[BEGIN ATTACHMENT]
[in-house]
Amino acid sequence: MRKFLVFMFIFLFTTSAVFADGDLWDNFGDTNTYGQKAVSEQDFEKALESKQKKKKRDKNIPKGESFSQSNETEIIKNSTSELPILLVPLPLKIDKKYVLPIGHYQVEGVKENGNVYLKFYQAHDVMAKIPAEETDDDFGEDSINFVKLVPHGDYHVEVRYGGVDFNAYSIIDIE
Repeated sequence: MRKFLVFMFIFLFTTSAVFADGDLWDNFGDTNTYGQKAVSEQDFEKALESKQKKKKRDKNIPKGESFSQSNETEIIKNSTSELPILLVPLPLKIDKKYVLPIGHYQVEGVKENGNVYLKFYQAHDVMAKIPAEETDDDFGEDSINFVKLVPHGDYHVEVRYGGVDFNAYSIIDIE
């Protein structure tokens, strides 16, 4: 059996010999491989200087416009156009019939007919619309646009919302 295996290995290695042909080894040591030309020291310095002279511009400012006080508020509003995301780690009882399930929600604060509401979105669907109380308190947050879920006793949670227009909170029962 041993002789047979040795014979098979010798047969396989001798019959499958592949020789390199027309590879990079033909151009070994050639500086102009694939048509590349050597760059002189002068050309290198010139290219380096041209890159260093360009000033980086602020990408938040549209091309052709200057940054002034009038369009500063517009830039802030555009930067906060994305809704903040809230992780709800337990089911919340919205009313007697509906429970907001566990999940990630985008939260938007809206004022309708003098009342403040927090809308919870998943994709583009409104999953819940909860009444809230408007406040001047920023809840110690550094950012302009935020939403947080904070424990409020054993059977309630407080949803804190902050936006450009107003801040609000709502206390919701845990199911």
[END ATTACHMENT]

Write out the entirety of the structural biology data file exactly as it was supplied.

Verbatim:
[in-house]
Amino acid sequence: MRKFLVFMFIFLFTTSAVFADGDLWDNFGDTNTYGQKAVSEQDFEKALESKQKKKKRDKNIPKGESFSQSNETEIIKNSTSELPILLVPLPLKIDKKYVLPIGHYQVEGVKENGNVYLKFYQAHDVMAKIPAEETDDDFGEDSINFVKLVPHGDYHVEVRYGGVDFNAYSIIDIE
Repeated sequence: MRKFLVFMFIFLFTTSAVFADGDLWDNFGDTNTYGQKAVSEQDFEKALESKQKKKKRDKNIPKGESFSQSNETEIIKNSTSELPILLVPLPLKIDKKYVLPIGHYQVEGVKENGNVYLKFYQAHDVMAKIPAEETDDDFGEDSINFVKLVPHGDYHVEVRYGGVDFNAYSIIDIE
């Protein structure tokens, strides 16, 4: 059996010999491989200087416009156009019939007919619309646009919302 295996290995290695042909080894040591030309020291310095002279511009400012006080508020509003995301780690009882399930929600604060509401979105669907109380308190947050879920006793949670227009909170029962 041993002789047979040795014979098979010798047969396989001798019959499958592949020789390199027309590879990079033909151009070994050639500086102009694939048509590349050597760059002189002068050309290198010139290219380096041209890159260093360009000033980086602020990408938040549209091309052709200057940054002034009038369009500063517009830039802030555009930067906060994305809704903040809230992780709800337990089911919340919205009313007697509906429970907001566990999940990630985008939260938007809206004022309708003098009342403040927090809308919870998943994709583009409104999953819940909860009444809230408007406040001047920023809840110690550094950012302009935020939403947080904070424990409020054993059977309630407080949803804190902050936006450009107003801040609000709502206390919701845990199911």